June 30, 2003 -- The U.S. Preventive Services Task Force today concluded there was insufficient scientific evidence to recommend vitamin supplements as a way to prevent cancer or heart disease and recommended against the use of beta carotene supplements in smokers because of a possible increased risk of lung cancer and death. The Task Force conclusions are based on a review of studies on the use of vitamins A, C, or E, multivitamins with folic acid, or antioxidant combinations to reduce the risk for cancer or cardiovascular disease in adults. These findings are published in the July 1 issue of the Annals of Internal Medicine.
The Task Force is the leading independent panel of private-sector experts in prevention and primary care and is sponsored by the Agency for Healthcare Research and Quality. This marks the first time the Task Force has reviewed studies on the effect of vitamins to reduce cancer and cardiovascular disease.
The Task Force reviewed the results of four clinical trials that found that taking beta carotene did not decrease the risk for lung, prostate, colon, breast, or non-melanoma skin cancer in middle-aged and older adults. Two of these clinical trials found that individuals who take beta carotene and smoke have an increased risk of lung cancer and death.
The Task Force also reviewed both randomized trials and observational studies to determine whether taking vitamins A, C, or E, multivitamins with folic acid, or antioxidant combinations reduced risk of heart disease, stroke or various cancers. The best studies suggested no clear benefit of taking vitamins, but the number and length of the studies was insufficient to rule out possible benefits of long-term vitamin use. Although some of the observational studies suggested possible benefits for some cancers, the Task Force could not determine whether these benefits were due to vitamins or to healthier lifestyles in people who take vitamins. They also did not review evidence on the use of vitamins for patients with known nutritional deficiencies, pregnant and lactating women, children, the elderly, and people with chronic illness. Vitamins may be more appropriate for people in these groups, and the Task Force urges those patients to talk with their clinicians about the potential benefits and harms of using vitamins.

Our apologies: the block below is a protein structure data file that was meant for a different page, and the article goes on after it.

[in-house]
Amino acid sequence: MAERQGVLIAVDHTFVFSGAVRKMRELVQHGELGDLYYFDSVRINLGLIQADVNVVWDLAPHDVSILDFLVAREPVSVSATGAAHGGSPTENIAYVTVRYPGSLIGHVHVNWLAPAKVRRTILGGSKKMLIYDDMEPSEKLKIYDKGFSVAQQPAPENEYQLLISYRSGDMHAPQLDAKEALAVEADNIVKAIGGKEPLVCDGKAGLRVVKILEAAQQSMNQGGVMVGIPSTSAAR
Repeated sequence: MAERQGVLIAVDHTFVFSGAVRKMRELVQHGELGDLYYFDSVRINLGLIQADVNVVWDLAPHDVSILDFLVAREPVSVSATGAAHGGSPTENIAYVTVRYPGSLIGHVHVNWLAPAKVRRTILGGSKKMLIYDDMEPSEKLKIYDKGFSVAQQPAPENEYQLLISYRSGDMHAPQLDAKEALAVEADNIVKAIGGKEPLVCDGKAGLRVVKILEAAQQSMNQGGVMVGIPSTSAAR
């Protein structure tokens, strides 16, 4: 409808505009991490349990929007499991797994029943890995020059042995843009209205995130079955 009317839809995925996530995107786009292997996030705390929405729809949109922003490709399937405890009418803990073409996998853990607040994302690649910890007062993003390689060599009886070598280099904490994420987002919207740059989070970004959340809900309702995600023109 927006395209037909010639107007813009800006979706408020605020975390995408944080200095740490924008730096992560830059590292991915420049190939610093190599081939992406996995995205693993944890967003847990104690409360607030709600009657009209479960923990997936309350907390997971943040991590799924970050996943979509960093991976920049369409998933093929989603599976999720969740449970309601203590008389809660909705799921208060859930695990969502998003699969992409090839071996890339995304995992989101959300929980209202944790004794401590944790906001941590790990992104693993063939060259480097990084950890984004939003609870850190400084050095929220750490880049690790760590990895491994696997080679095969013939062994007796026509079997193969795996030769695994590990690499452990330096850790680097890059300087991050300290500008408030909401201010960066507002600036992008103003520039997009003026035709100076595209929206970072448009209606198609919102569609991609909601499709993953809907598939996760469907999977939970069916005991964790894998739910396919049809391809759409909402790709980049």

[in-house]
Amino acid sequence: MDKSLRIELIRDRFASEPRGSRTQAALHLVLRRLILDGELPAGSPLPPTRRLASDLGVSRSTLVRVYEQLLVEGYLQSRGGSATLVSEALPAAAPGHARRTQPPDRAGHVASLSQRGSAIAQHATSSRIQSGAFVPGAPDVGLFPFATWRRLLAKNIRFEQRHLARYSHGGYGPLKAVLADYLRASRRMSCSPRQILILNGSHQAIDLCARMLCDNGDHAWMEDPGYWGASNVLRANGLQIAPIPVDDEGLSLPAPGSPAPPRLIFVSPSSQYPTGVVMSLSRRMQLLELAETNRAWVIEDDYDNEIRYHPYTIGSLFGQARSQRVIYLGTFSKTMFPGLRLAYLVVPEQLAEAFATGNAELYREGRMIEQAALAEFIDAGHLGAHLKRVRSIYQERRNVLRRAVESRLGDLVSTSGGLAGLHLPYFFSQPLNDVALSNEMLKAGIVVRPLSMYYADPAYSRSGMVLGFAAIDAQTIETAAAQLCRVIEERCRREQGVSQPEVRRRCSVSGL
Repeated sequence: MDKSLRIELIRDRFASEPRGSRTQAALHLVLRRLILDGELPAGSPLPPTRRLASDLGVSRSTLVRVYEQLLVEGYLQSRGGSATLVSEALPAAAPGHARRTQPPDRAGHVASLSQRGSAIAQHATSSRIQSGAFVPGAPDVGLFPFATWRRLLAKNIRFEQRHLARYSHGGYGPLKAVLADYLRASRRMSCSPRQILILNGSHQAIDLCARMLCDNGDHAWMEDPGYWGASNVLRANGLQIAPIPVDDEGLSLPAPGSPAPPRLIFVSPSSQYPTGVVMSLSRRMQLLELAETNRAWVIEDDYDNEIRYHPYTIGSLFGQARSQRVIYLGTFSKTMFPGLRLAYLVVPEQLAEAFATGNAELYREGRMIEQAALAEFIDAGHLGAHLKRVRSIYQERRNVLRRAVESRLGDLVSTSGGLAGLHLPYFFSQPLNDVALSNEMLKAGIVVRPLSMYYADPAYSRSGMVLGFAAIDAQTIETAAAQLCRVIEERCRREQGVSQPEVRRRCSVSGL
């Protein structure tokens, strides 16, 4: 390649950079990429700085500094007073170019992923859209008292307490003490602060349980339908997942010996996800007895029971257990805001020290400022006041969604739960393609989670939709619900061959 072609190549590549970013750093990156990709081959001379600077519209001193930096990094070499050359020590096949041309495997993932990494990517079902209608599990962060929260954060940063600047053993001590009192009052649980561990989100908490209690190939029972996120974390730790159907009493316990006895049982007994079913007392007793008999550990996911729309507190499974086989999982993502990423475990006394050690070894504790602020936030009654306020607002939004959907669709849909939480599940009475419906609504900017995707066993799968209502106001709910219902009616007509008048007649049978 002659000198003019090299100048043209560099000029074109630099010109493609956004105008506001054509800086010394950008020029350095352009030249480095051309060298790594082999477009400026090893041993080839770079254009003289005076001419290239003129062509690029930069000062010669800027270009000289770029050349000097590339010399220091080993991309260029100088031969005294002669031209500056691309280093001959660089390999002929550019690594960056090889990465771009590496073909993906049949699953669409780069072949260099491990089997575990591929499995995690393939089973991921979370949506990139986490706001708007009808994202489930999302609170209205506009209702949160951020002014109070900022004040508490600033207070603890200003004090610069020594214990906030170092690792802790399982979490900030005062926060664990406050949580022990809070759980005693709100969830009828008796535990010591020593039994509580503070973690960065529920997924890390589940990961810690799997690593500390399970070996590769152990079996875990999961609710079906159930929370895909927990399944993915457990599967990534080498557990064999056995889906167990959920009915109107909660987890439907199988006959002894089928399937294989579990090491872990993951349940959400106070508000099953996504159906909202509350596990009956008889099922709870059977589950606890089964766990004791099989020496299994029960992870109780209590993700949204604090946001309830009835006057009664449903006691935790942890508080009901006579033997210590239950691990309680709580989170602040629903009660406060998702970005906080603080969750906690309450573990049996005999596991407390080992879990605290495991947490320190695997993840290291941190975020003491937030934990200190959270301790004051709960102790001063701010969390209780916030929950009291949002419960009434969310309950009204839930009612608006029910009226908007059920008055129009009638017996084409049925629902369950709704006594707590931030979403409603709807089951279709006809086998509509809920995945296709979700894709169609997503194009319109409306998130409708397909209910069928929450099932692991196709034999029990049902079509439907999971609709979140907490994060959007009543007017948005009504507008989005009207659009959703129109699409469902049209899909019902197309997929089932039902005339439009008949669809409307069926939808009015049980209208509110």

"Vitamin supplements may be necessary for individuals whose diets don't provide the recommended amounts of specific vitamins and especially important for pregnant and nursing women and people with specific illnesses. However, the benefits of vitamin supplements for the general population remain uncertain," said Janet Allan, Ph.D, R.N., vice chair of the Task Force. "There are currently a number of important studies underway which might help answer this important question."
Although most studies reviewed by the Task Force showed that taking vitamins according to the Recommended Daily Allowance does not cause harm, several adverse effects can be caused by taking moderate doses and/or excessive doses of certain vitamins. For example, moderate doses of vitamin A may reduce bone mineral density, and high doses may cause liver damage or in pregnant women, harm to a fetus. The Task Force recommends that patients who take vitamins not take more than the Recommended Daily Allowance and talk to their clinician about the effects vitamins may have on their health.
The Task Force conducts rigorous, impartial assessments of all the scientific evidence for a broad range of preventive services. Its recommendations are considered the gold standard for clinical preventive services. The Task Force based its conclusion on a report from a team led by Cynthia Morris, Ph.D., M.P.H., and Cheryl Ritenbaugh, Ph.D, M.P.H., from AHRQ's Evidence-based Practice Center at Oregon Health & Science University in Portland.
The Task Force grades the strength of the evidence from "A" (strongly recommends), "B" (recommends), "C" (no recommendation for or against), "D" (recommends against) or "I" (insufficient evidence to recommend for or against screening). The Task Force recommends against the use of beta carotene supplements, either alone or in combination, for the prevention of cancer or cardiovascular disease (a "D" recommendation). The Task Force found insufficient evidence to recommend for or against the use of supplements of vitamins A, C, or E, multivitamins with folic acid, or antioxidant combinations for the prevention of cancer or cardiovascular disease (an "I" recommendation).
The vitamin supplementation recommendations and materials for clinicians will be available on the AHRQ Web site at http://www.ahrq.gov/clinic/3rduspstf/vitamins/vitaminsrr.htm. Previous Task Force recommendations, summaries of the evidence, easy-to-read fact sheets explaining the recommendations, and related materials are available from the AHRQ Publications Clearinghouse by calling (800) 358-9295 or sending an e-mail to [email protected]. Clinical information is also available from the National Guideline Clearinghouse at http://www.guideline.gov.
The above story is based on materials provided by Agency For Healthcare Research And Quality. Note: Materials may be edited for content and length.
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